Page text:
Fossils Are Found at All Levels

The earth is covered with layers of sedimentary rock, much of it containing microscopic fossils such as plankton, pollen, and spores.

The entire record of visible fossils consists mainly of marine invertebrates (animals without a backbone), including clams, jellyfish, and coral. What is surprising is that these ocean creatures are found primarily on the continents and rarely in the deep ocean basins. More clam shells are found on mountain peaks than under the ocean floor.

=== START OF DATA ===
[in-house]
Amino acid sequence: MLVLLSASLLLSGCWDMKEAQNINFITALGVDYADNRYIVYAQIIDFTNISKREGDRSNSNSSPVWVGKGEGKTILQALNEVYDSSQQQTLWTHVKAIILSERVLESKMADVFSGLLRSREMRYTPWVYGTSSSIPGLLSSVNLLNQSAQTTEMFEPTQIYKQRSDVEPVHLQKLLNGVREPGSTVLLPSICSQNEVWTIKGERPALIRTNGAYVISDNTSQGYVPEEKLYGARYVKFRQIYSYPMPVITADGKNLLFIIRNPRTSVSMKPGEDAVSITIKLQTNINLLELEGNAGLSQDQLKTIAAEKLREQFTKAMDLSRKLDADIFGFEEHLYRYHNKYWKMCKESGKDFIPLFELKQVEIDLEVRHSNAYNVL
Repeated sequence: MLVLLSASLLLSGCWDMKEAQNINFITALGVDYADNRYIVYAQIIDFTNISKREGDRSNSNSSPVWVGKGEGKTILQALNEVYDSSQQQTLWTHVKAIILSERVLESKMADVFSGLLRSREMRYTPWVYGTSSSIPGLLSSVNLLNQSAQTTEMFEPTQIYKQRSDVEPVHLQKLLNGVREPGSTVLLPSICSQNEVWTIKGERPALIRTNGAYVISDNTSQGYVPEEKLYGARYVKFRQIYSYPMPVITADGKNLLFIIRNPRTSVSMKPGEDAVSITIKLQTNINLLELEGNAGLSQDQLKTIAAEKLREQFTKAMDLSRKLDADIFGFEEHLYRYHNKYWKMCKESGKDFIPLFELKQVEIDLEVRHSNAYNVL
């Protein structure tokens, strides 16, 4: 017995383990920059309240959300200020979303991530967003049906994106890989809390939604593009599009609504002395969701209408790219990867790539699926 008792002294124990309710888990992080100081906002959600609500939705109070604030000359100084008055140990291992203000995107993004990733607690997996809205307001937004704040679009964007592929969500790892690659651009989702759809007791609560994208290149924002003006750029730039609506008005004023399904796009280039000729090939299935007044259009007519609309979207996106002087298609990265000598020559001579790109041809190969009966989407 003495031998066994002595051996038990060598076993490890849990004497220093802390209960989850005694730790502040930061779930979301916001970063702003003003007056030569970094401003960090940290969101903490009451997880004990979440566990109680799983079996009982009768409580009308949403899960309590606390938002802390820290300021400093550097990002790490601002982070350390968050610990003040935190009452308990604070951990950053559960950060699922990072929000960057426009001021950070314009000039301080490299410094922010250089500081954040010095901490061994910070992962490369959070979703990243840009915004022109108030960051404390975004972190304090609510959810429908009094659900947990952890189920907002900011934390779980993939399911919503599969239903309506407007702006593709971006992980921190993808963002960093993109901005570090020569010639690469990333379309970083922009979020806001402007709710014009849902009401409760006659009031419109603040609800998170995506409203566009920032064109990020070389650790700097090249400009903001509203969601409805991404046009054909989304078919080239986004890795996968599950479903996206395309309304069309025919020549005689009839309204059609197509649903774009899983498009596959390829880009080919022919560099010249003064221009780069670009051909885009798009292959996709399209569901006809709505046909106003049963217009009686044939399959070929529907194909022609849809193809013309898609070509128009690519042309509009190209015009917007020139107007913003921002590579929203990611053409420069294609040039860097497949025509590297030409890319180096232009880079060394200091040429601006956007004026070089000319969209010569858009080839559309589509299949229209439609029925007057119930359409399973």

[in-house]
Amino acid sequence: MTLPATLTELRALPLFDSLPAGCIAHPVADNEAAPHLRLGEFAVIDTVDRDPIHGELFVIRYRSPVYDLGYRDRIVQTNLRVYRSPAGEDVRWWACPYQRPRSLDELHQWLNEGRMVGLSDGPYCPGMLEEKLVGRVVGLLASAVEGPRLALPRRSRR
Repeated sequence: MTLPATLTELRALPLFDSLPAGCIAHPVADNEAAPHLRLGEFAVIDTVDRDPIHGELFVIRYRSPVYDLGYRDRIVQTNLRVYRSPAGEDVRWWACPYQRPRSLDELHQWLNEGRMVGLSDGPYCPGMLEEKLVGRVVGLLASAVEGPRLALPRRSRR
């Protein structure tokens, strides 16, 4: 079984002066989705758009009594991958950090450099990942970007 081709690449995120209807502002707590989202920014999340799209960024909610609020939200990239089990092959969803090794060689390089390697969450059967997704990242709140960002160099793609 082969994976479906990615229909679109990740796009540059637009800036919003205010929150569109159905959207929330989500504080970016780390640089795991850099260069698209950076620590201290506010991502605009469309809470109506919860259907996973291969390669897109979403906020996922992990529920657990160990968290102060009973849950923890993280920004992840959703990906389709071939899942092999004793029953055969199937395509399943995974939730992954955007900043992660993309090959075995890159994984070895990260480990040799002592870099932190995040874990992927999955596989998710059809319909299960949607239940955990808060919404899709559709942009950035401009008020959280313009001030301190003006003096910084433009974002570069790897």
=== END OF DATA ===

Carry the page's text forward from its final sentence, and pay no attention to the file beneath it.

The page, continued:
From the bottom layers to the top layers, most fossils are marine creatures. The upper levels do have an increasing number of vertebrates, such as fish and amphibians, reptiles, and mammals, but the fossils at the bottom levels are equally as complex as any animal today.

All fossil types appear suddenly, fully formed and fully functional, without less complex ancestors under them.

The fossil record is strong evidence for the sudden appearance of life by creation, followed by rapid burial during a global flood.